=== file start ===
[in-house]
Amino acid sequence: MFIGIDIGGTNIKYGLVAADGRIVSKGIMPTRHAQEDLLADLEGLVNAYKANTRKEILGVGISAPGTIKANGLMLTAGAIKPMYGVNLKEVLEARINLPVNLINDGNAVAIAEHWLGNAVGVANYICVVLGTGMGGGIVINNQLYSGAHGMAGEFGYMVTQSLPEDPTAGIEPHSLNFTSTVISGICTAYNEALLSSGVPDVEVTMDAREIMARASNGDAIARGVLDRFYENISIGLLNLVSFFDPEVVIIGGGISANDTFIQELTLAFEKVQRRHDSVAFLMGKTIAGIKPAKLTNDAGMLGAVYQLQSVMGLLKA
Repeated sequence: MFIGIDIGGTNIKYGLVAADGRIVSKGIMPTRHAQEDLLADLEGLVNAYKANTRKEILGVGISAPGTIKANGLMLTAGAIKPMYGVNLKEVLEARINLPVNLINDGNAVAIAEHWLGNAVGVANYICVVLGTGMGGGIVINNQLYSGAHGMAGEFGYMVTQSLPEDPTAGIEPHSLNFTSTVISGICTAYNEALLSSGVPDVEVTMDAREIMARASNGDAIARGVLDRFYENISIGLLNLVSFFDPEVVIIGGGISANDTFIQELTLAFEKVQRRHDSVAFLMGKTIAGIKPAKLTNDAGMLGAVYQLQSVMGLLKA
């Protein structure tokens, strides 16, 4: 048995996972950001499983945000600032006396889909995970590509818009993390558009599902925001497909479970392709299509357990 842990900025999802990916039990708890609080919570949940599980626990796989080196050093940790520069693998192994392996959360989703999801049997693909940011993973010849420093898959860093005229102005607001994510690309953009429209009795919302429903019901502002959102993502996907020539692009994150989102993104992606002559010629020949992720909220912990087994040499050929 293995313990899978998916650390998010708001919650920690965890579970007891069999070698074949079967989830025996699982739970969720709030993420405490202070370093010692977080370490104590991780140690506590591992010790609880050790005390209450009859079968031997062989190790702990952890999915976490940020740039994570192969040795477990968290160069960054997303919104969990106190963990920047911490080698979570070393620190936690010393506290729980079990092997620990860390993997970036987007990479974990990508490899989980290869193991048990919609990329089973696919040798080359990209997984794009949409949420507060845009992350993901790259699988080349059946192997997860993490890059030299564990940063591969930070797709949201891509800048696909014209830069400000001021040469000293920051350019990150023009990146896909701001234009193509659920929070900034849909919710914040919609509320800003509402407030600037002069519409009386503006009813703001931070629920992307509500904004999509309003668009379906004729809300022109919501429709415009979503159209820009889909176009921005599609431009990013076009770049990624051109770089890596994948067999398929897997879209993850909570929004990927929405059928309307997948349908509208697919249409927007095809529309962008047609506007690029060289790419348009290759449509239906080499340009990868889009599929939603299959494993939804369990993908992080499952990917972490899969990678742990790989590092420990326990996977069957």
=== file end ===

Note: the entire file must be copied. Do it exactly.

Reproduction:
[in-house]
Amino acid sequence: MFIGIDIGGTNIKYGLVAADGRIVSKGIMPTRHAQEDLLADLEGLVNAYKANTRKEILGVGISAPGTIKANGLMLTAGAIKPMYGVNLKEVLEARINLPVNLINDGNAVAIAEHWLGNAVGVANYICVVLGTGMGGGIVINNQLYSGAHGMAGEFGYMVTQSLPEDPTAGIEPHSLNFTSTVISGICTAYNEALLSSGVPDVEVTMDAREIMARASNGDAIARGVLDRFYENISIGLLNLVSFFDPEVVIIGGGISANDTFIQELTLAFEKVQRRHDSVAFLMGKTIAGIKPAKLTNDAGMLGAVYQLQSVMGLLKA
Repeated sequence: MFIGIDIGGTNIKYGLVAADGRIVSKGIMPTRHAQEDLLADLEGLVNAYKANTRKEILGVGISAPGTIKANGLMLTAGAIKPMYGVNLKEVLEARINLPVNLINDGNAVAIAEHWLGNAVGVANYICVVLGTGMGGGIVINNQLYSGAHGMAGEFGYMVTQSLPEDPTAGIEPHSLNFTSTVISGICTAYNEALLSSGVPDVEVTMDAREIMARASNGDAIARGVLDRFYENISIGLLNLVSFFDPEVVIIGGGISANDTFIQELTLAFEKVQRRHDSVAFLMGKTIAGIKPAKLTNDAGMLGAVYQLQSVMGLLKA
């Protein structure tokens, strides 16, 4: 048995996972950001499983945000600032006396889909995970590509818009993390558009599902925001497909479970392709299509357990 842990900025999802990916039990708890609080919570949940599980626990796989080196050093940790520069693998192994392996959360989703999801049997693909940011993973010849420093898959860093005229102005607001994510690309953009429209009795919302429903019901502002959102993502996907020539692009994150989102993104992606002559010629020949992720909220912990087994040499050929 293995313990899978998916650390998010708001919650920690965890579970007891069999070698074949079967989830025996699982739970969720709030993420405490202070370093010692977080370490104590991780140690506590591992010790609880050790005390209450009859079968031997062989190790702990952890999915976490940020740039994570192969040795477990968290160069960054997303919104969990106190963990920047911490080698979570070393620190936690010393506290729980079990092997620990860390993997970036987007990479974990990508490899989980290869193991048990919609990329089973696919040798080359990209997984794009949409949420507060845009992350993901790259699988080349059946192997997860993490890059030299564990940063591969930070797709949201891509800048696909014209830069400000001021040469000293920051350019990150023009990146896909701001234009193509659920929070900034849909919710914040919609509320800003509402407030600037002069519409009386503006009813703001931070629920992307509500904004999509309003668009379906004729809300022109919501429709415009979503159209820009889909176009921005599609431009990013076009770049990624051109770089890596994948067999398929897997879209993850909570929004990927929405059928309307997948349908509208697919249409927007095809529309962008047609506007690029060289790419348009290759449509239906080499340009990868889009599929939603299959494993939804369990993908992080499952990917972490899969990678742990790989590092420990326990996977069957």